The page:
The 2006 YA/crossover phenomenon, The Book Thief by Markus Zusak (RH/Knopf Young Readers), is scheduled to make its film debut almost a year from now, on Jan. 17, 2014.
Geoffrey Rush and Emily Watson will play the foster parents of Lisel, a young girl growing up in Nazi Germany, according to the Hollywood Reporter. French-Canadian actress Sophie Nelisse will make her English-language film debut as Lisel. Production is expected to begin this month in Berlin.
The film will be directed by Brian Percival, who directed the series pilot, and several episodes of Downton Abbey (including the first two of season three).
The Judge Dredd comics are getting the Hollywood treatment. It’s a classic series for good reason, so I hope the movie brings readers to the source. Unfortunately, it was made into a terrible movie in 1995, starring Sylvester Stallone and Rob Scheider.
The new movie, called Dredd, coming September 21, looks like it will be much better, because it stars Karl Urban, who always brings intelligence, and when necessary menace, to his varied roles. He has quite an acting challenge, since Dredd never goes without his helmet, which covers his eyes. Stallone opted to ignore this characteristic and ditched the helmet. Urban, however, believes the helmet is essential.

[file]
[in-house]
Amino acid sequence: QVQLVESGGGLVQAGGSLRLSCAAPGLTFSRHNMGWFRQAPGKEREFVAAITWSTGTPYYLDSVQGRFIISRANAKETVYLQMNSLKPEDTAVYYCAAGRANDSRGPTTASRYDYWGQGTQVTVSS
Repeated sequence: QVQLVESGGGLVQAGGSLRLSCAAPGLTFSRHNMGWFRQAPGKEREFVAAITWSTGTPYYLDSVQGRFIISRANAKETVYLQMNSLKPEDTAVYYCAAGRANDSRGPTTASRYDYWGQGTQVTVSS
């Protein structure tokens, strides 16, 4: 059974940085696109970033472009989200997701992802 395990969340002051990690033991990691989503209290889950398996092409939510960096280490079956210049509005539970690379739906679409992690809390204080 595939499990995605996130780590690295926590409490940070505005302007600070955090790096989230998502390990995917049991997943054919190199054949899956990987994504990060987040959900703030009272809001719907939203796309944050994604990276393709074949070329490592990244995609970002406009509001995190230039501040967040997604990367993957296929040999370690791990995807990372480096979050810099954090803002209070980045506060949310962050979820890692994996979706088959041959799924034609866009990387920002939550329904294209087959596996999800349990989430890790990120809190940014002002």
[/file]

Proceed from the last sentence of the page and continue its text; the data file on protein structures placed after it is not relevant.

Also, Alex Garland wrote the script. He’s no stranger to thoughtful sci-fi given his novel (and the subsequent film) The Beach (Penguin/Riverhead, 1998) and his screenplay for Never Let Me Go, based on the Kazuo Ishiguro novel.
Hollywood is continually signing up comics, with the hopes that one of them will be the next Batman, if you’re aiming for gravitas, or Avengers, if you’re aiming for a lighter tone. The question for library buyers is whether the resulting movies (if they actually come about) will hook readers on the originals.
Most movie fans seem to be happy to enjoy the movie’s universe, with no interest in going beyond that experience. Part of the blame falls on the publishers, who issue lackluster tie-in comics and maintain the currently running series with no obvious ways in to the stories. I find myself sending the few eager readers back to the classics, to those that inspired the filmmakers, rather than the new releases.
In the case of Dredd, I will recommend the collected original series Judge Dredd: Case Files by John Wagner, with outstanding art by Brian Bolland. There are five collections (the fifth was published in June), beginning with: